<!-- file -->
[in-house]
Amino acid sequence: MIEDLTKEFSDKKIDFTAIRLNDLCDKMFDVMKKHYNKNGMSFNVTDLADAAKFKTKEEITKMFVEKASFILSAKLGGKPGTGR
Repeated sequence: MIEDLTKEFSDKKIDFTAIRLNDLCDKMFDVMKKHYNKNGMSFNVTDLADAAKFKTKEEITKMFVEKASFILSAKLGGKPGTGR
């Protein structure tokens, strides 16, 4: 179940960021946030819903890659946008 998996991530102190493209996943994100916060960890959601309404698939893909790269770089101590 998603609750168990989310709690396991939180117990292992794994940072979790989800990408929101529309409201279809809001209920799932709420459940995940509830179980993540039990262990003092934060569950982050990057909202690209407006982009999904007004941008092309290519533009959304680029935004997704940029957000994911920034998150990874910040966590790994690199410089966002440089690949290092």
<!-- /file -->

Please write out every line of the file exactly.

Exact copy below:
[in-house]
Amino acid sequence: MIEDLTKEFSDKKIDFTAIRLNDLCDKMFDVMKKHYNKNGMSFNVTDLADAAKFKTKEEITKMFVEKASFILSAKLGGKPGTGR
Repeated sequence: MIEDLTKEFSDKKIDFTAIRLNDLCDKMFDVMKKHYNKNGMSFNVTDLADAAKFKTKEEITKMFVEKASFILSAKLGGKPGTGR
């Protein structure tokens, strides 16, 4: 179940960021946030819903890659946008 998996991530102190493209996943994100916060960890959601309404698939893909790269770089101590 998603609750168990989310709690396991939180117990292992794994940072979790989800990408929101529309409201279809809001209920799932709420459940995940509830179980993540039990262990003092934060569950982050990057909202690209407006982009999904007004941008092309290519533009959304680029935004997704940029957000994911920034998150990874910040966590790994690199410089966002440089690949290092």